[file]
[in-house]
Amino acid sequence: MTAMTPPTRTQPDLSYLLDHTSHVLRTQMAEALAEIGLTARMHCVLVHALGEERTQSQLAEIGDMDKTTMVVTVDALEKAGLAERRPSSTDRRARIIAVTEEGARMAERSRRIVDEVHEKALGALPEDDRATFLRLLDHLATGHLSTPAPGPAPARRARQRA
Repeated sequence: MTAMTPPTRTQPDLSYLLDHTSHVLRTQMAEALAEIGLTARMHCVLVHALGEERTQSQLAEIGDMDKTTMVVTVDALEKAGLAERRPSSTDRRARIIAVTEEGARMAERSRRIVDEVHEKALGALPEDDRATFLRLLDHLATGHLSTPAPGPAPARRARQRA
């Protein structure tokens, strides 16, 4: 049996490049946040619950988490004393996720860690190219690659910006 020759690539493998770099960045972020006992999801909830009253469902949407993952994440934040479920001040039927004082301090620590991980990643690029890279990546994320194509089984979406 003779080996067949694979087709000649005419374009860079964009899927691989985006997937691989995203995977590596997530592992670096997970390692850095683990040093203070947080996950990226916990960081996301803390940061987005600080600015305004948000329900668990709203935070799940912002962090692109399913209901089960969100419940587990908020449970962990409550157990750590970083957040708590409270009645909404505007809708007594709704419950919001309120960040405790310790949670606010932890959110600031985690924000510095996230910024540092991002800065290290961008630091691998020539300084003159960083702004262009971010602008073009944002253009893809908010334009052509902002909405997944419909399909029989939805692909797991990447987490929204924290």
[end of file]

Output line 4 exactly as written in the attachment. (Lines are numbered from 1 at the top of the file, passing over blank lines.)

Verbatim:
């Protein structure tokens, strides 16, 4: 049996490049946040619950988490004393996720860690190219690659910006 020759690539493998770099960045972020006992999801909830009253469902949407993952994440934040479920001040039927004082301090620590991980990643690029890279990546994320194509089984979406 003779080996067949694979087709000649005419374009860079964009899927691989985006997937691989995203995977590596997530592992670096997970390692850095683990040093203070947080996950990226916990960081996301803390940061987005600080600015305004948000329900668990709203935070799940912002962090692109399913209901089960969100419940587990908020449970962990409550157990750590970083957040708590409270009645909404505007809708007594709704419950919001309120960040405790310790949670606010932890959110600031985690924000510095996230910024540092991002800065290290961008630091691998020539300084003159960083702004262009971010602008073009944002253009893809908010334009052509902002909405997944419909399909029989939805692909797991990447987490929204924290």